3. Let us do some math on that.

    1. Technically speaking, the charge rate of the battery can be almost as high as the speed it is discharging. So, a Tesla with 85 KWh battery and 300KW motor can actually charge at 300KW rate. That is a "full charge" in 15 mins. Of course, it doesn't really happen in real life.

    2. Let us take a 24KWh battery for example. 1 min to fully charge a 24KWh battery will require AT LEAST, 24KW*60 = 1,440 KW charger. Assuming "no loss". That is 1.4 MW charger. Assuming 96% efficiency, it is 1,500 KW you would need to supply.

    I don't know about you, I certainly don't want to handle a 1,500 KW charger... @ 500 V, it is 3,000 Amp. The copper wires needs to be the size of your arm...

  4. 1500KW chargers sound a tad impractical but 300KW certainly doesn't. That would be about 75 miles of extra range after a 5 minute refill which would go a long way in making EVs a more practical proposition.

  5. 300KW is still a lot for any public infrastructures to deliver. That is nearly 1/3 of 1 MW.

    I will be surprised to see that happening in 2 decades...

  6. @ Xiaolong, don't forget that the article is on a new and most likely experimental battery, I'm sure if it makes it into a production car many details will be refined by then. I only gave the link because I thought it was interesting.

  7. @CDspeed,

    Sorry, I wasn't "bashing" your article. I just would like to point out some "system level" flaws on cutting edge new technology. Sometimes, people get so caught up in one aspect of the technology and forgot to take a step back and look at the system as a whole.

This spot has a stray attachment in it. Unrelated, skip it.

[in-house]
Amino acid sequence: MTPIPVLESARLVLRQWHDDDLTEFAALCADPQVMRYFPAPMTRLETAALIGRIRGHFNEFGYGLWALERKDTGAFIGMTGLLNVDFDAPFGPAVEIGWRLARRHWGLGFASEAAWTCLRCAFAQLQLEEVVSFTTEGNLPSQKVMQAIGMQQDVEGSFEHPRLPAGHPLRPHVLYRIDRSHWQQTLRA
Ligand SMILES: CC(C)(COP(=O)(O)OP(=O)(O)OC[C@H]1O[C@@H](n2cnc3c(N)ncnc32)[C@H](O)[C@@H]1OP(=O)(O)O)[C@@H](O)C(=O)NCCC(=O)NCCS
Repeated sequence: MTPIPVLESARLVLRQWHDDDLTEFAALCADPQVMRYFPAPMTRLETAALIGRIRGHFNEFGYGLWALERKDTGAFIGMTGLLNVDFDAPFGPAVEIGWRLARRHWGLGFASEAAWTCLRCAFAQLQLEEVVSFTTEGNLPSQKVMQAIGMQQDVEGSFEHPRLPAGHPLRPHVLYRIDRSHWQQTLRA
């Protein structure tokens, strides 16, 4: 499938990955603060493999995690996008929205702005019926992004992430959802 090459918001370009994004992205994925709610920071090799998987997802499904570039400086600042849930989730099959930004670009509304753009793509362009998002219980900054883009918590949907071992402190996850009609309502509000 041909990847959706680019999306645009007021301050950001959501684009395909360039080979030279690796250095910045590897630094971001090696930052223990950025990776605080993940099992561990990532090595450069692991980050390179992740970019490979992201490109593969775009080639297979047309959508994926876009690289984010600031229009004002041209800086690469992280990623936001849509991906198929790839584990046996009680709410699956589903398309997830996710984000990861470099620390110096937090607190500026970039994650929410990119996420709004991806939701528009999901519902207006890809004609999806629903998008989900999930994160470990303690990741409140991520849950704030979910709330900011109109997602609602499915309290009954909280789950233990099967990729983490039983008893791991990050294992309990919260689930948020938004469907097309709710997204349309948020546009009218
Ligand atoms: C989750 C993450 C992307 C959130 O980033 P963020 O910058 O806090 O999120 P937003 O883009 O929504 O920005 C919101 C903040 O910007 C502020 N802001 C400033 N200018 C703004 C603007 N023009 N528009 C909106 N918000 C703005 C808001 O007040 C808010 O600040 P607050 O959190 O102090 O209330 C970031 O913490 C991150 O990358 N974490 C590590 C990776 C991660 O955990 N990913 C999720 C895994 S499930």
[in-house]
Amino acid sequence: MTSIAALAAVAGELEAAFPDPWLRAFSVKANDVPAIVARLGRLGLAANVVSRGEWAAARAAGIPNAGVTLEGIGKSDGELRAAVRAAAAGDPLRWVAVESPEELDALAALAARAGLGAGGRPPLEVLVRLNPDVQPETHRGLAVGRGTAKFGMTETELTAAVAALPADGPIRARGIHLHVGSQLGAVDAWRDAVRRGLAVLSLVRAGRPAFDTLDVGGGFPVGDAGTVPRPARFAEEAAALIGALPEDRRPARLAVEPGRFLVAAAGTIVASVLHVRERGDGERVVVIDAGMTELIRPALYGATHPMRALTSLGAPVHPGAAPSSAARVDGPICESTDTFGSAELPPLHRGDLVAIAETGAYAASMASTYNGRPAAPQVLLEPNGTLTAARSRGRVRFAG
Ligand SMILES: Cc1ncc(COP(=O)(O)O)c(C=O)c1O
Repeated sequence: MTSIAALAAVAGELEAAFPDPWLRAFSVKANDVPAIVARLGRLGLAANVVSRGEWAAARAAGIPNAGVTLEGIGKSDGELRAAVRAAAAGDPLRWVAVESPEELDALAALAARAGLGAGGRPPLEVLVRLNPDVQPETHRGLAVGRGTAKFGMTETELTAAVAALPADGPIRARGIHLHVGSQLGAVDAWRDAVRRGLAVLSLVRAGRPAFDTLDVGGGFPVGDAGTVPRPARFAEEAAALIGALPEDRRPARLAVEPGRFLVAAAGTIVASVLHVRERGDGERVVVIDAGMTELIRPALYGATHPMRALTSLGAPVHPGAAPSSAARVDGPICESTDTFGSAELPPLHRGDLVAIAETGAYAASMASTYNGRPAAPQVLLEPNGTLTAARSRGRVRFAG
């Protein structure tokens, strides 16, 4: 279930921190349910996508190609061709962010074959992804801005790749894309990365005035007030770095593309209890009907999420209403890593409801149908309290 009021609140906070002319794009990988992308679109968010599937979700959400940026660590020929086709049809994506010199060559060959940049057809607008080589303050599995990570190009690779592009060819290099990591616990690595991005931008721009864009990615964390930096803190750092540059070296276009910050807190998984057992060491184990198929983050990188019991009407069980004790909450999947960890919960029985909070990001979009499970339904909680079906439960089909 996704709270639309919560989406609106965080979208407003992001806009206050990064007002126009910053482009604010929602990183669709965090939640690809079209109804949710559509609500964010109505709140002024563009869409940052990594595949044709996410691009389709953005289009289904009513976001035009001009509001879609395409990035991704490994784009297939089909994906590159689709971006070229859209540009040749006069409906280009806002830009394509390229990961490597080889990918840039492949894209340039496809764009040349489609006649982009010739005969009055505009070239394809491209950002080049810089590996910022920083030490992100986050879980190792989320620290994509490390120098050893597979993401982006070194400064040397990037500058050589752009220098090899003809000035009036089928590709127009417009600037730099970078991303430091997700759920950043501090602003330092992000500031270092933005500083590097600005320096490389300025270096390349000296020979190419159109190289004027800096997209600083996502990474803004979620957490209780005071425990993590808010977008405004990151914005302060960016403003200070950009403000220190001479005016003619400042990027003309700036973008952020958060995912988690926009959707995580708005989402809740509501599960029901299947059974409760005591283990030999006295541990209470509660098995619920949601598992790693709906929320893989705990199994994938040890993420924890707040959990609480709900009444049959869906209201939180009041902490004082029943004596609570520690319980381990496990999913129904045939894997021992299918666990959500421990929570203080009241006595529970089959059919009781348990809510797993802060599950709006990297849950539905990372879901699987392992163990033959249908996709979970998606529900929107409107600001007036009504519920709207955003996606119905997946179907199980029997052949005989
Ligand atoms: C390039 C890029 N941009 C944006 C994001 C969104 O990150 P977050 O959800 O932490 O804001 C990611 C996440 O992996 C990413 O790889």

It is sure nice to have battery charging as fast as possible. However, the infrastructure does NOT support that. Even in distant future, to support 1,500 KW charging stations in Public would present problems beyond any of the scopes today. You would need a new sub station just for a single EV charger.

    This also shows how much energy it takes to power a car for 100 miles and how densely compact few gallons of gasoline is in energy.

  8. This sounds like a very interesting innovation that could go a long way in solving two major problems of li-ion battery tech: high price and long recharge times.

    Not too thrilled to learn about Cobasys involvement though. They are sort of infamous for their role in suppressing the use of the now obsolete NiMH battery tech in automotive applications on behalf of the Chevron Oil company.

  9. The increasingly smaller and more efficient batteries, the number years to payback will become irrelevant. Today, salesmen around the country are discouraging buyers by telling thme that will never recover until six are more. Then, they steer them an old fashioned gas engine car. This economy is based on supply and as such buyers need to be encouraged, not discouraged by their salesmen. Of even importance and one not even discussed by the sales people is the fact hybrids will do much to make this country energy independent. Moving us away from the traditional ICE and into hybrids, ply ins, and even natural gas vehicles will do much to eliminate our dependence on foreign oil be it from Canada, Venezuela, Saudi Arabia, etc.